I Think, I Saw, I HeardJuly 17, 2017

Berger's schedule tweak, Poulter's Birkdale return, and DeChambeau's secret weapon

ATLANTA, GA - SEPTEMBER 22:  Daniel Berger hits his tee shot on the second hole during the first round of the TOUR Championship By Coca-Cola at East Lake Golf Club on September 22, 2016 in Atlanta, Georgia.  (Photo by Kevin C. Cox/Getty Images)
Getty ImagesATLANTA, GA - SEPTEMBER 22: Daniel Berger hits his tee shot on the second hole during the first round of the TOUR Championship By Coca-Cola at East Lake Golf Club on September 22, 2016 in Atlanta, Georgia. (Photo by Kevin C. Cox/Getty Images)

I Think …

Daniel Berger has it figured out. Even when you’re only 24, less can mean more quality reps in tournament golf. All the top players that play a global schedule have been following that theory, the best and most recent example being Brooks Koepka shutting it down for four weeks after winning the U.S. Open. For Berger, managing his appearances has allowed the 2015 PGA Tour Rookie of the Year to recover and reboot his system, the latest example being a T-5 finish in the John Deere Classic. That’s following a two-week break coming off his best burst of the season during which Berger defended his title in the FedEx St. Jude Classic and finished second to Jordan Spieth’s hole out from a greenside bunker at the Travelers Championship. Although he missed the cut in between at the U.S. Open, the only tough call in setting up that stretch was not playing Jack Nicklaus’ Memorial Tournament. What Berger is trying to avoid is the situation that occurred in 2016, when he pulled out of the Open Championship and withdrew from the WGC-Bridgestone Invitational with an intercostal strain that is common among baseball players and suffered by golfers Brandt Snedeker and Paul Casey. “It wasn’t until the Tour Championship [last year] that he was healthy,” explained swing coach Jeff Leishman. “In Daniel’s case, a lot of it had to do with fatigue, getting run down. Now it’s a year-round season.”

I Saw …

Andrew Redington/Getty Images

Ian Poulter in a putting grip adopted from U.S. Open champion Brooks Koepka make a mess in his final round of the Scottish Open, missing a three footer on the 18th green at Dundonald Links to finish a disappointing T-9 instead of an encouraging T-4. It wasn’t long ago that Poulter would have taken a top-10, but 74 with a chance to win on Sunday wasn’t the momentum builder he was hoping to receive in his return to Royal Birkdale for the 146th Open Championship. Not when he was tied for the lead going into the final round against the likes of England’s Callum Shinkwin and Australia's Andrew Dot, and looking for his first win in five years. “Of course, today was not the result I was seeking, but I still like playing the week before [a major],” Poulter said in his big picture self-analysis. “It was nice to give myself a chance to win, but there’s still a lot at stake next week, and there is still a lot at stake obviously over the summer period, so I’m looking forward now to Royal Birkdale." Returning to the Southport course brings back memories of when the Englishman was in a position to win the 2008 Open Championship and also the mini-controversy he stirred up by standing in the same spot for hours on the practice putting green, leaving indentations of his footprints. This didn’t go over well with the R&A, but it's nine years later and everyone has moved on, including Poulter. Although he did shoot 67 on Sunday for a T-3 finish at Muirfield in 2013, Europe’s Ryder Cup hero has never truly contended in an Open Championship since the runner-up at Birkdale. Now 41, having missed the last five majors, he goes into his favorite Open venue this time after qualifying at his home course in Woburn, England.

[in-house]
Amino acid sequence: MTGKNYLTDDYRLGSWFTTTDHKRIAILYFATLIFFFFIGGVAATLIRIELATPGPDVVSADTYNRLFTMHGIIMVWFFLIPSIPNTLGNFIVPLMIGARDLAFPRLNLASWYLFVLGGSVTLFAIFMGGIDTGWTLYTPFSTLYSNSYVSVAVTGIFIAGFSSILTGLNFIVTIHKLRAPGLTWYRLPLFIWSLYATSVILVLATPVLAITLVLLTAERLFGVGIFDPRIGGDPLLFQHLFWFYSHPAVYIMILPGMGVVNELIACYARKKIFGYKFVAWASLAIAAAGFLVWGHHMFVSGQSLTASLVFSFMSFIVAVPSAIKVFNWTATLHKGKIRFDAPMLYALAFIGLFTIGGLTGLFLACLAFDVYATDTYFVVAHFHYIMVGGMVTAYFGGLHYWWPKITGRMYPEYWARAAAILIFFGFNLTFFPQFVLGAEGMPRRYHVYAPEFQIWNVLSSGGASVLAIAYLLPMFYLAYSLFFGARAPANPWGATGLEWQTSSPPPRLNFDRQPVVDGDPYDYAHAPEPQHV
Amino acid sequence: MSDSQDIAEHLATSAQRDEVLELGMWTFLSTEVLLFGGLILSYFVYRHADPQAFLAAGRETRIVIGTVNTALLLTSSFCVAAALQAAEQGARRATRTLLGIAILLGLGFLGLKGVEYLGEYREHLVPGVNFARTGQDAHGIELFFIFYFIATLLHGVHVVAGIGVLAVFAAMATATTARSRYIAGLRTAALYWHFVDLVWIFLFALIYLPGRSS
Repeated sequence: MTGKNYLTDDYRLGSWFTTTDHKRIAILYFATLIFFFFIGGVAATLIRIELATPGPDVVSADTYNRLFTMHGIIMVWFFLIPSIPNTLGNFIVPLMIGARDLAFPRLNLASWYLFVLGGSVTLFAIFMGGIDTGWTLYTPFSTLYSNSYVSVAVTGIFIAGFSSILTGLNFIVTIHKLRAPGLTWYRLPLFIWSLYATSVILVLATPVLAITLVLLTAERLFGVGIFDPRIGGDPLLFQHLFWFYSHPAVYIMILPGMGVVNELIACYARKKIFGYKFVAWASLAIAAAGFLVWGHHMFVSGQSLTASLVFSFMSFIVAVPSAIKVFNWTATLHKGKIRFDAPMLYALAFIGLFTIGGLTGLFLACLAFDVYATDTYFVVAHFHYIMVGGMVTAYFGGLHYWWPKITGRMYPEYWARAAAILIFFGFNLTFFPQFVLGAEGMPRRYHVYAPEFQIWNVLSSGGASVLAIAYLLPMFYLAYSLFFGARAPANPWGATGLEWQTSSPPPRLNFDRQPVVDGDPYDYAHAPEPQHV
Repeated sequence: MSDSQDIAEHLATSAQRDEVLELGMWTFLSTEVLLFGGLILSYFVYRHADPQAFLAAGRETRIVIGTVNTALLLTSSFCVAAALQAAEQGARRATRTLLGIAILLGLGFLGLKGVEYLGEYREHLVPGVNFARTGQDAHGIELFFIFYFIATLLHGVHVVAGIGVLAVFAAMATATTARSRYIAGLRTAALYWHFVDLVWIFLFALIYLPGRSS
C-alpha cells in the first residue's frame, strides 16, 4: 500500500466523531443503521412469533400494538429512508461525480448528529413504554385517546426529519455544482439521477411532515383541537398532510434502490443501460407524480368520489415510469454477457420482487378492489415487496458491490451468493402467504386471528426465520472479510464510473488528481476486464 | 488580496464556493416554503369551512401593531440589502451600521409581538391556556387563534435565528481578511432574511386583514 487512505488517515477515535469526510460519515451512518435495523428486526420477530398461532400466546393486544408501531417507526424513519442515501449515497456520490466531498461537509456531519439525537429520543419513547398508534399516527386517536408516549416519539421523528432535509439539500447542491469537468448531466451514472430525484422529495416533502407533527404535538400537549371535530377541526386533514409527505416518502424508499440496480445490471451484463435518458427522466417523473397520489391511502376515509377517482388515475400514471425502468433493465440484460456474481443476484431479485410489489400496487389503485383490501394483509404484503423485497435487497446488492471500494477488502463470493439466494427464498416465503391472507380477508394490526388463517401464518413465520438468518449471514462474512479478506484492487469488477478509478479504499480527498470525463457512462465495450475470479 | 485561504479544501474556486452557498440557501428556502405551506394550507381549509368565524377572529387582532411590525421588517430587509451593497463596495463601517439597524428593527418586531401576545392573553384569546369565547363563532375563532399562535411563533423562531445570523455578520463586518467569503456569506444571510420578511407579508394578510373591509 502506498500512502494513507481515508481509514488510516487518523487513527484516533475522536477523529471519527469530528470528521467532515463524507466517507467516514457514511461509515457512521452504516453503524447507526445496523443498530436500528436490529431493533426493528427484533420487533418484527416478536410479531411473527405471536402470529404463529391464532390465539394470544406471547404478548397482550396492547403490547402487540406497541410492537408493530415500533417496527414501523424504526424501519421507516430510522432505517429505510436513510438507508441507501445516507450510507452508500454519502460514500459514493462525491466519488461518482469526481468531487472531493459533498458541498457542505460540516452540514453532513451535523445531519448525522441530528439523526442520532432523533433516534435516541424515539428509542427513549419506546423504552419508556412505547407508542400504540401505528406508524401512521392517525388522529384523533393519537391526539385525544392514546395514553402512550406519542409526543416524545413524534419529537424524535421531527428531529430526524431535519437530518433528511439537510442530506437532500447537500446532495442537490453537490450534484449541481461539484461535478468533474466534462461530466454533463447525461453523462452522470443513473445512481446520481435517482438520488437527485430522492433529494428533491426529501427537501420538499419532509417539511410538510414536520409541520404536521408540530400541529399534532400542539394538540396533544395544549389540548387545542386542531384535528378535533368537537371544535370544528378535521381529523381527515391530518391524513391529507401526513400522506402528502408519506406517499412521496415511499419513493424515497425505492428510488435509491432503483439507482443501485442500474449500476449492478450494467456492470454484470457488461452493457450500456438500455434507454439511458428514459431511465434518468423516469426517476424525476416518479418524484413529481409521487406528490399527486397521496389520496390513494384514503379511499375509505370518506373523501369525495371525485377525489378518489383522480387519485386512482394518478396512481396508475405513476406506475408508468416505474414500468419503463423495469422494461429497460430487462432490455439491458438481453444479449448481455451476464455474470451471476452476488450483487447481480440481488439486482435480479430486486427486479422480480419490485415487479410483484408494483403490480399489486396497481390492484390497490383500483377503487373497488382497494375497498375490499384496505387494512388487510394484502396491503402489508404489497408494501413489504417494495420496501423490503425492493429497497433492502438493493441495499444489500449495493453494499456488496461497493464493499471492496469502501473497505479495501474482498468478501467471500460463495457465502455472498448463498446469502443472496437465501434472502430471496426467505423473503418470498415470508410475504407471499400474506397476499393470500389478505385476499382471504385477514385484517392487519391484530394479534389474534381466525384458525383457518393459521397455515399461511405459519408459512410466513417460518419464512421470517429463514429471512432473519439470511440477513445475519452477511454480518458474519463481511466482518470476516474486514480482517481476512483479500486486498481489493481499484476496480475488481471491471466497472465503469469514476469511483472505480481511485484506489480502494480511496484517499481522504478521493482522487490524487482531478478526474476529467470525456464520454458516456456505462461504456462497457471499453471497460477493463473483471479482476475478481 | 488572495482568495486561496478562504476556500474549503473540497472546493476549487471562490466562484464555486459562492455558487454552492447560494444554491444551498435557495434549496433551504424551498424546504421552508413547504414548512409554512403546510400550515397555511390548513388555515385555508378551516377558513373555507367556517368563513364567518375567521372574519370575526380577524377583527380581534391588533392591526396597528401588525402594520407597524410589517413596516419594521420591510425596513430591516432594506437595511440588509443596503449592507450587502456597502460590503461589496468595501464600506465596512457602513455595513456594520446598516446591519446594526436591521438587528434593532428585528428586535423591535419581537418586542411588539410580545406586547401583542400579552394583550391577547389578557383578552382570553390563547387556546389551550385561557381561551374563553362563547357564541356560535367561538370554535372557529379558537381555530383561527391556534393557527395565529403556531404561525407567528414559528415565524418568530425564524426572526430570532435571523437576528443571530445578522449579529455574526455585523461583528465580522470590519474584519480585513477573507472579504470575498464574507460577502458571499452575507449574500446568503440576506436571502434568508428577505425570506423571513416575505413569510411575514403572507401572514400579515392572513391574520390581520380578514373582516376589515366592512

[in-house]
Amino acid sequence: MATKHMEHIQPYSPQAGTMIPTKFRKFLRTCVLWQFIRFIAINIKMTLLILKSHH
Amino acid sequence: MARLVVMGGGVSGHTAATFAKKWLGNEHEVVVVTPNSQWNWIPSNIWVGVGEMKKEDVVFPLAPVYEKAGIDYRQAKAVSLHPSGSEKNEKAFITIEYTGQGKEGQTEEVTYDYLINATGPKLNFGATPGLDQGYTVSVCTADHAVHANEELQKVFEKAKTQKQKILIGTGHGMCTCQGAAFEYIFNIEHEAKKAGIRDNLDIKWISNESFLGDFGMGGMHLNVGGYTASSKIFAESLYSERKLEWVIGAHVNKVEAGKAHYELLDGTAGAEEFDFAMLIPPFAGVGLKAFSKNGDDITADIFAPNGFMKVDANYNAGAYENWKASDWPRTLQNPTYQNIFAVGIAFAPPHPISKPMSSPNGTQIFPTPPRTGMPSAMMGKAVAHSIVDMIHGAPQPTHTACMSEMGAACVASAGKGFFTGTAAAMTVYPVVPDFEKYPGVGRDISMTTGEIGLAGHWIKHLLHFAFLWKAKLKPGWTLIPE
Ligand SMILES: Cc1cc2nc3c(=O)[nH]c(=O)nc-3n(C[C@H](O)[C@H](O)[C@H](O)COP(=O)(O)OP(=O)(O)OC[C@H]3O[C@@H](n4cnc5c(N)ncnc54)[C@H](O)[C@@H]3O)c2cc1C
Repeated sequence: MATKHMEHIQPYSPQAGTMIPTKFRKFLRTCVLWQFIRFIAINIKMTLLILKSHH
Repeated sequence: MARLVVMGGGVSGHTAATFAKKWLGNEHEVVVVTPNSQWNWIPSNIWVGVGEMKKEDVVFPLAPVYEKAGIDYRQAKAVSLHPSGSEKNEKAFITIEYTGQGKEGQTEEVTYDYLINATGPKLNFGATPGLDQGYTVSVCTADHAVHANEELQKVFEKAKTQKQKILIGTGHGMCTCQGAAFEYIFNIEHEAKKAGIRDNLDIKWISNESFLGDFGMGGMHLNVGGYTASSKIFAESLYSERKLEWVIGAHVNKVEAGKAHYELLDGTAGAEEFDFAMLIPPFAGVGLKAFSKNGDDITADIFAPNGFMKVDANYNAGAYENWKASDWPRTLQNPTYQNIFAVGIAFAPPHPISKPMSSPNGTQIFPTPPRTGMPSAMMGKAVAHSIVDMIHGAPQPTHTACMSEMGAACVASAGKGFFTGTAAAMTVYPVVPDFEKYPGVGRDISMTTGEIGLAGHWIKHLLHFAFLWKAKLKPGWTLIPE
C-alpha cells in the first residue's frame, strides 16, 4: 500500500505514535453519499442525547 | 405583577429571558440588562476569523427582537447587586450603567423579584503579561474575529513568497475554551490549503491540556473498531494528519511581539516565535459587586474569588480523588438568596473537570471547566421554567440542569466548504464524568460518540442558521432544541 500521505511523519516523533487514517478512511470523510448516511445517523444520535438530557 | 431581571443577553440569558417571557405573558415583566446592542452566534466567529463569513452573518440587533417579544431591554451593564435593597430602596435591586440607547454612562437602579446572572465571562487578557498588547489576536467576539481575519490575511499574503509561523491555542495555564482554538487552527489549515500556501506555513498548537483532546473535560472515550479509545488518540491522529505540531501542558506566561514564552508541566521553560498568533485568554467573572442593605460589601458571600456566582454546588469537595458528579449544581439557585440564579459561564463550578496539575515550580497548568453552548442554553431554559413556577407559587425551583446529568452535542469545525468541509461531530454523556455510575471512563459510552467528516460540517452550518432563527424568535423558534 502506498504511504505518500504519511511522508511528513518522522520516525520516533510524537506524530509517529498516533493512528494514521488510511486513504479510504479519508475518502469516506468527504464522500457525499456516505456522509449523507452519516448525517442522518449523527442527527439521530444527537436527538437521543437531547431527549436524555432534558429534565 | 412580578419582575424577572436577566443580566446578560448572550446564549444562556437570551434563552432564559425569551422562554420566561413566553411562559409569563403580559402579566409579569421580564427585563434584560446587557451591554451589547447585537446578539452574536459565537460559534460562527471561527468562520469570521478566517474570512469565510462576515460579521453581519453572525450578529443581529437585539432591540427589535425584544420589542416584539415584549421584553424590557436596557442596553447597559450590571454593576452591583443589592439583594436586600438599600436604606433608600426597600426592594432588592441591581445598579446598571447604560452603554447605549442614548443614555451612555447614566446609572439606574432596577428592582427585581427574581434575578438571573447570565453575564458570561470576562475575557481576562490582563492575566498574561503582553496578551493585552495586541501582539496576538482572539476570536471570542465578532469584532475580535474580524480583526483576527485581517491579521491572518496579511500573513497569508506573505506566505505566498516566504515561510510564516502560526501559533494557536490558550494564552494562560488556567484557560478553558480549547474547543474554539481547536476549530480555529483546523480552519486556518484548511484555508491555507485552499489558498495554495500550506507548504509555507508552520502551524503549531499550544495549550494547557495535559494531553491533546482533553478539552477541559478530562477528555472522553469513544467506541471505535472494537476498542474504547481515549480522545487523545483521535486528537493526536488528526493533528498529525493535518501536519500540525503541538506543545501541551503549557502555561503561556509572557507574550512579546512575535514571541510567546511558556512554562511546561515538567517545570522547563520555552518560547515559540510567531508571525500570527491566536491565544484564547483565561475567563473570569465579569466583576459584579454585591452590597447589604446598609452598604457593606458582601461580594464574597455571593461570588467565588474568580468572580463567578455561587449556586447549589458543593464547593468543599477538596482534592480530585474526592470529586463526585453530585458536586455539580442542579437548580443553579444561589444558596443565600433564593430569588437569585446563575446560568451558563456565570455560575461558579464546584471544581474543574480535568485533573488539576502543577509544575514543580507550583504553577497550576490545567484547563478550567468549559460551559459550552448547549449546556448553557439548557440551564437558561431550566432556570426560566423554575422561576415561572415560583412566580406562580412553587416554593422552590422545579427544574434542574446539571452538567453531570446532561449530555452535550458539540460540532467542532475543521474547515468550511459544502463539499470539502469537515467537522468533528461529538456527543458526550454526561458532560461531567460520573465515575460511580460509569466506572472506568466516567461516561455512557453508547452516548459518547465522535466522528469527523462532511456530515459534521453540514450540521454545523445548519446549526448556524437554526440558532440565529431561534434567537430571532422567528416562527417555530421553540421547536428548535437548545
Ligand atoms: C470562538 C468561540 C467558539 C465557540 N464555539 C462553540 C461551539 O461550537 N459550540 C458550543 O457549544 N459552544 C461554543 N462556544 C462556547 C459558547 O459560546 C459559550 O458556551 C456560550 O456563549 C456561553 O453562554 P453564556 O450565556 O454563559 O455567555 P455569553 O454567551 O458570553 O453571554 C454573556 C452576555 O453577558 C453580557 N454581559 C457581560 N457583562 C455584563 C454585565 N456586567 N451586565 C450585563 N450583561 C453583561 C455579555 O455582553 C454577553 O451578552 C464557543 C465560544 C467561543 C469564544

I Heard …

Andy Lyons

As another example of doing it his way, Bryson DeChambeau adopted a new training method that Peyton Manning followed during his Hall of Fame NFL career with the Indianapolis Colts and Denver Broncos. On most Mondays, the 2015 NCAA and U.S. Amateur champion will fly through Denver from his home in Dallas for a session with Greg Roskopf, the CEO and Founder of the MAT (Muscle Activational Technique) program similar to his training program at SMU. DeChambeau is so dedicated, he backtracked to see Roskopf between his T-14 finish in The Greenbrier Classic and his breakthrough win at the John Deere Classic. Since starting in January, DeChambeau has added 20 pounds of muscle mass and more importantly has avoided injury after playing 25 tournaments in 32 weeks. What came through on his back-nine 30 at TPC Deere Run was not just his physical strength; it was the mental empowerment. “One of the things he told me going into this weekend was that it was the best his body has felt,” Roskopf said in a text. “Even through he was playing week after week, he was feeling strong and conditioned. I think it showed best in his ability to focus on the back nine. It was a great demonstration of strength and endurance.”


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